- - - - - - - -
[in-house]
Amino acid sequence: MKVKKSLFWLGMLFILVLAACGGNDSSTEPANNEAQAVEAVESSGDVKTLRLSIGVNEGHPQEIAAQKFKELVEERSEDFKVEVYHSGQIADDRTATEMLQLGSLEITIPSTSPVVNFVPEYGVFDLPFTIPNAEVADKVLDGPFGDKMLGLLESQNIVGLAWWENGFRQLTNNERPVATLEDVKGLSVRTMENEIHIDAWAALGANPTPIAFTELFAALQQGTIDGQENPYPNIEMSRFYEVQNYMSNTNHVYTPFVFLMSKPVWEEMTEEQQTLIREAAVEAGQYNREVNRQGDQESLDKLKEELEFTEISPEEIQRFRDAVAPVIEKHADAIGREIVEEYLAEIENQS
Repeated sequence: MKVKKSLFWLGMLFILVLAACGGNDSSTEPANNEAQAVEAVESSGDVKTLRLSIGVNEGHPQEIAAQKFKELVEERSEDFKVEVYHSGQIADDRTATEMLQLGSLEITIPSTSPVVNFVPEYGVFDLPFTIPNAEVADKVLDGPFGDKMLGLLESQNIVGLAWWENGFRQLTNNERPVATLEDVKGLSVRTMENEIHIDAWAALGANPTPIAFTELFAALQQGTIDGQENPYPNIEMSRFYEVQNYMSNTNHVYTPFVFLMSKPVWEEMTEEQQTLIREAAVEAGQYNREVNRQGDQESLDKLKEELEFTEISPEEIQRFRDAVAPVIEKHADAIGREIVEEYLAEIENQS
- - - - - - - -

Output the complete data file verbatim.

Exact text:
[in-house]
Amino acid sequence: MKVKKSLFWLGMLFILVLAACGGNDSSTEPANNEAQAVEAVESSGDVKTLRLSIGVNEGHPQEIAAQKFKELVEERSEDFKVEVYHSGQIADDRTATEMLQLGSLEITIPSTSPVVNFVPEYGVFDLPFTIPNAEVADKVLDGPFGDKMLGLLESQNIVGLAWWENGFRQLTNNERPVATLEDVKGLSVRTMENEIHIDAWAALGANPTPIAFTELFAALQQGTIDGQENPYPNIEMSRFYEVQNYMSNTNHVYTPFVFLMSKPVWEEMTEEQQTLIREAAVEAGQYNREVNRQGDQESLDKLKEELEFTEISPEEIQRFRDAVAPVIEKHADAIGREIVEEYLAEIENQS
Repeated sequence: MKVKKSLFWLGMLFILVLAACGGNDSSTEPANNEAQAVEAVESSGDVKTLRLSIGVNEGHPQEIAAQKFKELVEERSEDFKVEVYHSGQIADDRTATEMLQLGSLEITIPSTSPVVNFVPEYGVFDLPFTIPNAEVADKVLDGPFGDKMLGLLESQNIVGLAWWENGFRQLTNNERPVATLEDVKGLSVRTMENEIHIDAWAALGANPTPIAFTELFAALQQGTIDGQENPYPNIEMSRFYEVQNYMSNTNHVYTPFVFLMSKPVWEEMTEEQQTLIREAAVEAGQYNREVNRQGDQESLDKLKEELEFTEISPEEIQRFRDAVAPVIEKHADAIGREIVEEYLAEIENQS